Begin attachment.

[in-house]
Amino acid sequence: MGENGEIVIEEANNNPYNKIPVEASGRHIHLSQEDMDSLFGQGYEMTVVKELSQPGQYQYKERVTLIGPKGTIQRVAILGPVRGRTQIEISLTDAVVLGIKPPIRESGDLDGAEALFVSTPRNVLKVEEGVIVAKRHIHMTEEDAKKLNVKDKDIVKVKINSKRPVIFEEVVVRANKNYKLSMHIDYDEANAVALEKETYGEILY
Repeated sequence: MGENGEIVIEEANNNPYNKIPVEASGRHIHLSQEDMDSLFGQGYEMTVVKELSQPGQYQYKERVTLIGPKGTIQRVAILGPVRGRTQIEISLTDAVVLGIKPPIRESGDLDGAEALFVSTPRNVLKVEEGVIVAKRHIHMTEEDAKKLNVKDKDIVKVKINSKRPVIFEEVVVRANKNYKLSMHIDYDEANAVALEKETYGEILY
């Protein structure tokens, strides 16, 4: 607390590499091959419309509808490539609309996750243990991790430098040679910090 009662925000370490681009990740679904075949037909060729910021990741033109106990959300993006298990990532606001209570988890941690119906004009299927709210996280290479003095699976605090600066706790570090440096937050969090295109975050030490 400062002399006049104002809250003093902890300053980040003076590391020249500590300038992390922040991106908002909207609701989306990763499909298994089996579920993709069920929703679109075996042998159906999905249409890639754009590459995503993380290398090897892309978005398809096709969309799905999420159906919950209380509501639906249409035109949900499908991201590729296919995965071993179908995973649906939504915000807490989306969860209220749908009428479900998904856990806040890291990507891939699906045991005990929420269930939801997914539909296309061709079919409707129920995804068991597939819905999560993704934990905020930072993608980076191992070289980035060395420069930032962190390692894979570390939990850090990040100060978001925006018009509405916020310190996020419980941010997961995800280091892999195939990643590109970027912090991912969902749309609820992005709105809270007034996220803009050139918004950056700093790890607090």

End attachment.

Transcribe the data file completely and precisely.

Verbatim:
[in-house]
Amino acid sequence: MGENGEIVIEEANNNPYNKIPVEASGRHIHLSQEDMDSLFGQGYEMTVVKELSQPGQYQYKERVTLIGPKGTIQRVAILGPVRGRTQIEISLTDAVVLGIKPPIRESGDLDGAEALFVSTPRNVLKVEEGVIVAKRHIHMTEEDAKKLNVKDKDIVKVKINSKRPVIFEEVVVRANKNYKLSMHIDYDEANAVALEKETYGEILY
Repeated sequence: MGENGEIVIEEANNNPYNKIPVEASGRHIHLSQEDMDSLFGQGYEMTVVKELSQPGQYQYKERVTLIGPKGTIQRVAILGPVRGRTQIEISLTDAVVLGIKPPIRESGDLDGAEALFVSTPRNVLKVEEGVIVAKRHIHMTEEDAKKLNVKDKDIVKVKINSKRPVIFEEVVVRANKNYKLSMHIDYDEANAVALEKETYGEILY
């Protein structure tokens, strides 16, 4: 607390590499091959419309509808490539609309996750243990991790430098040679910090 009662925000370490681009990740679904075949037909060729910021990741033109106990959300993006298990990532606001209570988890941690119906004009299927709210996280290479003095699976605090600066706790570090440096937050969090295109975050030490 400062002399006049104002809250003093902890300053980040003076590391020249500590300038992390922040991106908002909207609701989306990763499909298994089996579920993709069920929703679109075996042998159906999905249409890639754009590459995503993380290398090897892309978005398809096709969309799905999420159906919950209380509501639906249409035109949900499908991201590729296919995965071993179908995973649906939504915000807490989306969860209220749908009428479900998904856990806040890291990507891939699906045991005990929420269930939801997914539909296309061709079919409707129920995804068991597939819905999560993704934990905020930072993608980076191992070289980035060395420069930032962190390692894979570390939990850090990040100060978001925006018009509405916020310190996020419980941010997961995800280091892999195939990643590109970027912090991912969902749309609820992005709105809270007034996220803009050139918004950056700093790890607090």